Book Review; Birth and Breastfeeding by Michel Odent.

November 6, 2018

Book Review

By Eva Greenslade

 

Birth and Breastfeeding. Rediscovering the needs of women during pregnancy and childbirth. By Michel Odent.

 

I chose this book because I knew very little of Michel Odent’s work but what I had read I found really interesting and I connected deeply.

 

I find when reading this book that it isn’t every body’s school of thought in modern western society, as it covers many topics we do not all practice and as parents or medical staff are not often taught by the professions around us. Although Michel says he likes to research and look into differing perspectives he clearly has strong views that come across which in his mind are the only way forward to help humanity go forth.

 

This book very much focuses on allowing time and space for our natural intuition and instincts to evolve. It is not an easy read in all chapters but not one to dip in and out of as each chapter flows on from the next well. If you are passionate or interested in the subject, you will love it and personally, I think all parents and medical staff should read this book even if just to expand our minds and allow more questions on life and practises to come forth.

 

The book speaks more of theories around childbirth and the first year, as well as the parental relationship and impact on a new human life, rather than being a practical guide as some books with similar titles are.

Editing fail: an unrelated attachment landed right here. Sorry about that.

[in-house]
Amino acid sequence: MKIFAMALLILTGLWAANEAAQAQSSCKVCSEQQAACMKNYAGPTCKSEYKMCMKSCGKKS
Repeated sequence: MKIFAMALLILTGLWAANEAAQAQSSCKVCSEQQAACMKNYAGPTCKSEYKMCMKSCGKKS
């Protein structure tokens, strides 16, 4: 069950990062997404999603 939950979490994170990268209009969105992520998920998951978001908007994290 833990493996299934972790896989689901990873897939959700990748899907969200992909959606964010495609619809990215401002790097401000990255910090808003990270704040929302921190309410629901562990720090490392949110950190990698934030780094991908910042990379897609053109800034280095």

Michel’s main theme throughout the book is concerning the importance of allowing mum and baby time to just ‘be’ together. He states during labour mum should be left alone with no external stimulation or distraction from other people – often including her partner. Michel writes a great sentence in the beginning of the book relating to the length of labour –

‘Aphoristically we might say ‘ The length of labour is proportional to the number of people around.’

 

Michel speaks of how we have evolved from women birthing alone, to now in modern day birthing in front of people including a medical man. He explains birth has become something to be ‘repaired’ rather than the natural process that needs the time and space for birth to occur. Michel suggests that birthing in front of people is often the cause of ‘issues’ that arise and therefore in turn needing medical interventions. He describes women often needing a quiet dark space just as other mammals, to relax and allow her natural processes to occur bringing forth the natural hormones which allow her labour to surge, knowing she is safe and in no danger. Michel mentions also how being in this state of quiet mind, her consciousness shifts allowing her to remove herself from the process and in turn bringing on the hormones to allow stronger surges, enabling a smoother, stronger, quicker natural process of instinct and intuition.